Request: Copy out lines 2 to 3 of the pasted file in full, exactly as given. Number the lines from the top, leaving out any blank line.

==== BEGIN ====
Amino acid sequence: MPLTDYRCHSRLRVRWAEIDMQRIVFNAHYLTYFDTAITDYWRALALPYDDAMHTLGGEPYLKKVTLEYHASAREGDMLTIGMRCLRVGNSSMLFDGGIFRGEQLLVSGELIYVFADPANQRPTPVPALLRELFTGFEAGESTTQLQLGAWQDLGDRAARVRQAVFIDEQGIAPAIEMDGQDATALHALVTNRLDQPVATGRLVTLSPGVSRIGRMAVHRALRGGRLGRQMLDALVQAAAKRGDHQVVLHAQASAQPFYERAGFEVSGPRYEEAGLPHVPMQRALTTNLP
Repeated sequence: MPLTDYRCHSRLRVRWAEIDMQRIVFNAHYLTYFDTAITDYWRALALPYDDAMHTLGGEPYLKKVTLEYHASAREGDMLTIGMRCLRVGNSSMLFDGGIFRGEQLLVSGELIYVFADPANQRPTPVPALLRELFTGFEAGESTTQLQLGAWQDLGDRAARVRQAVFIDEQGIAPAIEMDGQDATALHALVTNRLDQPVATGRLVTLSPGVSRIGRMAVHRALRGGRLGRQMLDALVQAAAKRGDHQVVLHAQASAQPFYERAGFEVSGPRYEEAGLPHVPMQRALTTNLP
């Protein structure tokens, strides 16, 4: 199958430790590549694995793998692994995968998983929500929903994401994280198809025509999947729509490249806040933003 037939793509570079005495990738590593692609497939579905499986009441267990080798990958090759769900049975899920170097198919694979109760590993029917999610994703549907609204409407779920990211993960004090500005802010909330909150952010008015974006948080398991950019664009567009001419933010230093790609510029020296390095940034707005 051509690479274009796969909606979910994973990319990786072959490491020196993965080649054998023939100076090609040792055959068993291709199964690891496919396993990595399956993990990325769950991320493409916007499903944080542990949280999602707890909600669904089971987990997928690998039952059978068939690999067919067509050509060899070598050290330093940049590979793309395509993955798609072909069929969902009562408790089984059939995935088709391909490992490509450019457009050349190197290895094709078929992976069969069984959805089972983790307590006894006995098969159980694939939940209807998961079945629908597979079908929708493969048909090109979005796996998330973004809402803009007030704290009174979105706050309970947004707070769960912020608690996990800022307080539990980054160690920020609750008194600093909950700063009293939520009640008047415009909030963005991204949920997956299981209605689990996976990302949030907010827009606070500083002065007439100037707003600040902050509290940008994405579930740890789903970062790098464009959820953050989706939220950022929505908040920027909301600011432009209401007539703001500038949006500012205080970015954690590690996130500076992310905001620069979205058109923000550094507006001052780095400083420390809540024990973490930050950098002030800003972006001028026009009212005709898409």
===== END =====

Repeated sequence: MPLTDYRCHSRLRVRWAEIDMQRIVFNAHYLTYFDTAITDYWRALALPYDDAMHTLGGEPYLKKVTLEYHASAREGDMLTIGMRCLRVGNSSMLFDGGIFRGEQLLVSGELIYVFADPANQRPTPVPALLRELFTGFEAGESTTQLQLGAWQDLGDRAARVRQAVFIDEQGIAPAIEMDGQDATALHALVTNRLDQPVATGRLVTLSPGVSRIGRMAVHRALRGGRLGRQMLDALVQAAAKRGDHQVVLHAQASAQPFYERAGFEVSGPRYEEAGLPHVPMQRALTTNLP
């Protein structure tokens, strides 16, 4: 199958430790590549694995793998692994995968998983929500929903994401994280198809025509999947729509490249806040933003 037939793509570079005495990738590593692609497939579905499986009441267990080798990958090759769900049975899920170097198919694979109760590993029917999610994703549907609204409407779920990211993960004090500005802010909330909150952010008015974006948080398991950019664009567009001419933010230093790609510029020296390095940034707005 051509690479274009796969909606979910994973990319990786072959490491020196993965080649054998023939100076090609040792055959068993291709199964690891496919396993990595399956993990990325769950991320493409916007499903944080542990949280999602707890909600669904089971987990997928690998039952059978068939690999067919067509050509060899070598050290330093940049590979793309395509993955798609072909069929969902009562408790089984059939995935088709391909490992490509450019457009050349190197290895094709078929992976069969069984959805089972983790307590006894006995098969159980694939939940209807998961079945629908597979079908929708493969048909090109979005796996998330973004809402803009007030704290009174979105706050309970947004707070769960912020608690996990800022307080539990980054160690920020609750008194600093909950700063009293939520009640008047415009909030963005991204949920997956299981209605689990996976990302949030907010827009606070500083002065007439100037707003600040902050509290940008994405579930740890789903970062790098464009959820953050989706939220950022929505908040920027909301600011432009209401007539703001500038949006500012205080970015954690590690996130500076992310905001620069979205058109923000550094507006001052780095400083420390809540024990973490930050950098002030800003972006001028026009009212005709898409």